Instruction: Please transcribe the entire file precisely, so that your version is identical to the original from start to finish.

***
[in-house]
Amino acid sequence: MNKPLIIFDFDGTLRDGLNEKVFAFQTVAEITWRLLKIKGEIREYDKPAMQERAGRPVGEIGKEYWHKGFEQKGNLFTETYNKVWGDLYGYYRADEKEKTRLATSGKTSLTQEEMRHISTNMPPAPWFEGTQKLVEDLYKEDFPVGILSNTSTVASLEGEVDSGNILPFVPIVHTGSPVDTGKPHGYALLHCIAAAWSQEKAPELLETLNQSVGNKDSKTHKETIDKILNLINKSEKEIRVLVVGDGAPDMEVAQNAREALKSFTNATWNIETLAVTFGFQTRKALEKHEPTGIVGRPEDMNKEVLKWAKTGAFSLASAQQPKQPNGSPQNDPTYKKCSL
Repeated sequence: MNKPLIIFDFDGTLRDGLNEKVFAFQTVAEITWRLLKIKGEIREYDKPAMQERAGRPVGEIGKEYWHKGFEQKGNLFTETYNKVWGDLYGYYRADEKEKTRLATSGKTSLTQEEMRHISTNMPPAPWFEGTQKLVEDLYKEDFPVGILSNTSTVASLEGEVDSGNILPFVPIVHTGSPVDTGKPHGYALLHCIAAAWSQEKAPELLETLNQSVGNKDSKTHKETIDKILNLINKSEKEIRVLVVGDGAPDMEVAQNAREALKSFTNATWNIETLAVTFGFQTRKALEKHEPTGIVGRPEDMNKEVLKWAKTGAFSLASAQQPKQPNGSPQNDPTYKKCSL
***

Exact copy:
[in-house]
Amino acid sequence: MNKPLIIFDFDGTLRDGLNEKVFAFQTVAEITWRLLKIKGEIREYDKPAMQERAGRPVGEIGKEYWHKGFEQKGNLFTETYNKVWGDLYGYYRADEKEKTRLATSGKTSLTQEEMRHISTNMPPAPWFEGTQKLVEDLYKEDFPVGILSNTSTVASLEGEVDSGNILPFVPIVHTGSPVDTGKPHGYALLHCIAAAWSQEKAPELLETLNQSVGNKDSKTHKETIDKILNLINKSEKEIRVLVVGDGAPDMEVAQNAREALKSFTNATWNIETLAVTFGFQTRKALEKHEPTGIVGRPEDMNKEVLKWAKTGAFSLASAQQPKQPNGSPQNDPTYKKCSL
Repeated sequence: MNKPLIIFDFDGTLRDGLNEKVFAFQTVAEITWRLLKIKGEIREYDKPAMQERAGRPVGEIGKEYWHKGFEQKGNLFTETYNKVWGDLYGYYRADEKEKTRLATSGKTSLTQEEMRHISTNMPPAPWFEGTQKLVEDLYKEDFPVGILSNTSTVASLEGEVDSGNILPFVPIVHTGSPVDTGKPHGYALLHCIAAAWSQEKAPELLETLNQSVGNKDSKTHKETIDKILNLINKSEKEIRVLVVGDGAPDMEVAQNAREALKSFTNATWNIETLAVTFGFQTRKALEKHEPTGIVGRPEDMNKEVLKWAKTGAFSLASAQQPKQPNGSPQNDPTYKKCSL